The seizures are characterized by sudden, typically bilateral, spasms of the neck, trunk, and/or extremities with associated brief loss of consciousness. Spasms can be flexor, extensor, or mixed. Most seizures last seconds and occur in clusters with up to hundreds of spasms in a day.
Infantile spasms can be associated with many neurologic conditions including tuberous sclerosis, neuronal migration disorders, hypoxic-ischemic injury, cerebral palsy, or Down syndrome. Up to one-third of cases have no obvious underlying abnormality. Prognosis is typically poor (although somewhat better in the cryptogenic group); while spasms usually remit by age 3, most children go on to develop other seizure types, with up to 50% developing Lennox-Gastaut syndrome. Developmental delay and cognitive impairment is common.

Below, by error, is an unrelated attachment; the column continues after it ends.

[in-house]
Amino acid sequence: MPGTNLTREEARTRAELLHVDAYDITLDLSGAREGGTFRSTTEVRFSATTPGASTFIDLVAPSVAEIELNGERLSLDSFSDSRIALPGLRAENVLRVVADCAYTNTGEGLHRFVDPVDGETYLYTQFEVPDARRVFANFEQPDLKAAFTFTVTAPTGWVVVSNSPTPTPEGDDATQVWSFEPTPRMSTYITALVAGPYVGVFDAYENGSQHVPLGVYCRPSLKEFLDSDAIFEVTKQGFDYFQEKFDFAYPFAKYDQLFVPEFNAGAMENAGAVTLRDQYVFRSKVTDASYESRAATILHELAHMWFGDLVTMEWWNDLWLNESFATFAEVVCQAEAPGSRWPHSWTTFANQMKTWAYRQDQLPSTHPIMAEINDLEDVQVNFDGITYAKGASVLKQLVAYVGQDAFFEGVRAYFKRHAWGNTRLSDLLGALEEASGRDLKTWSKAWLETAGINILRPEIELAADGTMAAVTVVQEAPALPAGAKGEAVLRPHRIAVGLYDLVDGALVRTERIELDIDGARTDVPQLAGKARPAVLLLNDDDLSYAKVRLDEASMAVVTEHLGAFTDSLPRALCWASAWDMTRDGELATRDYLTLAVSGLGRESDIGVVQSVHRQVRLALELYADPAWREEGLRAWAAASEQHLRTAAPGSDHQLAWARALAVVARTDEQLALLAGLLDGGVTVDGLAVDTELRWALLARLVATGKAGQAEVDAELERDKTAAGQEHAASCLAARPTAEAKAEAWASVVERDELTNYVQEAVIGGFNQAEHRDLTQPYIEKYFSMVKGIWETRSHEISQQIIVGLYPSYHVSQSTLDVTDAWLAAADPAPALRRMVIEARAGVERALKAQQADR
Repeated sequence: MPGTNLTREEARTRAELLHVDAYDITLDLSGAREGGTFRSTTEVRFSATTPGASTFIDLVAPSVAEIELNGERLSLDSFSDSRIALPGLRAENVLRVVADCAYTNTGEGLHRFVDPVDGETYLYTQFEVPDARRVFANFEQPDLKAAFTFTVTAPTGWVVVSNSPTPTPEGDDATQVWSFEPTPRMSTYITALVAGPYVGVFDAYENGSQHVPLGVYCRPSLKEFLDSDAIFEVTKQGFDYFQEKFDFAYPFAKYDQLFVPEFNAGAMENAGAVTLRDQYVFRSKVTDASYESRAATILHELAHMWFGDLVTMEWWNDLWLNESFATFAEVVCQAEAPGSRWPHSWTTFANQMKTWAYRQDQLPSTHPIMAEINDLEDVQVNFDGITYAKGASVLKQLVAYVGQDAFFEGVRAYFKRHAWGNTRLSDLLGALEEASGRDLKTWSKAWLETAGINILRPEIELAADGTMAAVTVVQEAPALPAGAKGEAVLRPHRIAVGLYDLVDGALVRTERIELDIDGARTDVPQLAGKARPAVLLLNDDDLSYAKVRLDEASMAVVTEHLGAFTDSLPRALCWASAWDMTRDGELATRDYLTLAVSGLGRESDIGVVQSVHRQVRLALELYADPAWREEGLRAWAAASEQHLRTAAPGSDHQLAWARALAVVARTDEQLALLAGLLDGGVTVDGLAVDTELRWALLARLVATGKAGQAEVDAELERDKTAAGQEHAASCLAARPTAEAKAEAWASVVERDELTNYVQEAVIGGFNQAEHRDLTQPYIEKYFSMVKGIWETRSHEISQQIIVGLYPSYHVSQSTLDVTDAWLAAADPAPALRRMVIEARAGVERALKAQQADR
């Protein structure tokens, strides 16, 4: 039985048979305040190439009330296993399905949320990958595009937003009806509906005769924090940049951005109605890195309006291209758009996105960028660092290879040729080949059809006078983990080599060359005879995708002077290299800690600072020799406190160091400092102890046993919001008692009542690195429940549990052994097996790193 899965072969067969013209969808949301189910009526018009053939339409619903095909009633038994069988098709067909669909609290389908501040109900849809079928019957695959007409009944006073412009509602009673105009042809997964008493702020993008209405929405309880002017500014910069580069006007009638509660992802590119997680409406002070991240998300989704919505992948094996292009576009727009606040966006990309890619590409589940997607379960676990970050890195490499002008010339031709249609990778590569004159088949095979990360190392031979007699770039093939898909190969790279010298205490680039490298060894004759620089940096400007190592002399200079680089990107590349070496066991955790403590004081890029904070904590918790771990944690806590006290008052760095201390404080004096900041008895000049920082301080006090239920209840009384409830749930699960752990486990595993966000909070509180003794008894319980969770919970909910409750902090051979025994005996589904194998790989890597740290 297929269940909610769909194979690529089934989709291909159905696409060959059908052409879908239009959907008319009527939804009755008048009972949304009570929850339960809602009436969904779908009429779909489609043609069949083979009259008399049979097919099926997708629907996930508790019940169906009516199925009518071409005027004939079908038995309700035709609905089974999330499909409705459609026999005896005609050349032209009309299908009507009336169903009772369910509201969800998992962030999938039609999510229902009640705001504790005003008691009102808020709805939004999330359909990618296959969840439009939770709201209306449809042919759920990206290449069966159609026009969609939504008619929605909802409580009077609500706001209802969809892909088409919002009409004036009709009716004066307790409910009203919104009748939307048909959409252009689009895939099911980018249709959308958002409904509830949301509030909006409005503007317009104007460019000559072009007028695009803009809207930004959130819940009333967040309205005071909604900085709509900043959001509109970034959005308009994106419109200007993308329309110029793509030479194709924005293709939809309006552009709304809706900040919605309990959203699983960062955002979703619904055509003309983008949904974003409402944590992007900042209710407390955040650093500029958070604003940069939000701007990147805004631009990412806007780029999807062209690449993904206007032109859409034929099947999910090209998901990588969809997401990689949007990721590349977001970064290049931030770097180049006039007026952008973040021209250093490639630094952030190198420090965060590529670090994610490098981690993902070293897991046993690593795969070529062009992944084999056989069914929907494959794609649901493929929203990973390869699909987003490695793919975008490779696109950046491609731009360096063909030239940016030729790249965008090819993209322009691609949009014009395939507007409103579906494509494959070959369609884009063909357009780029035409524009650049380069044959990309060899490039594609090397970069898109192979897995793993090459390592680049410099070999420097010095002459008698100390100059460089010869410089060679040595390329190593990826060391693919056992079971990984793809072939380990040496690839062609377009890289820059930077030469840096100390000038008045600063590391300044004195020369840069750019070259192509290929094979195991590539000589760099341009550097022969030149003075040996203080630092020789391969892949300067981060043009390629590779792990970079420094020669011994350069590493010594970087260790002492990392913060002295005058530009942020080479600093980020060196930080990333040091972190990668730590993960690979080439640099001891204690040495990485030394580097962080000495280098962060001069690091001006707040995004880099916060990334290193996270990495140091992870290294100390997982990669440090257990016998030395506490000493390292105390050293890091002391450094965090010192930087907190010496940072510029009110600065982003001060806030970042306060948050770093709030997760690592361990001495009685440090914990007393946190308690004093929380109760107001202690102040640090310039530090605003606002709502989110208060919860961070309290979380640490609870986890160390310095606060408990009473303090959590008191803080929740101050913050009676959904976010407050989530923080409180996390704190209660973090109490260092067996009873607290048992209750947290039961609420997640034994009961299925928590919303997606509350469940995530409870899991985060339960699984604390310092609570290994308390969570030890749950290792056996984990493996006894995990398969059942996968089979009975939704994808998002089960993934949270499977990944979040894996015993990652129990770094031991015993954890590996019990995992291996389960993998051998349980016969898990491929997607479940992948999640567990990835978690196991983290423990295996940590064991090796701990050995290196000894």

G40.822 – Epileptic spasms, not intractable, without status epilepticus
28055006 – West syndrome
Differential Diagnosis & Pitfalls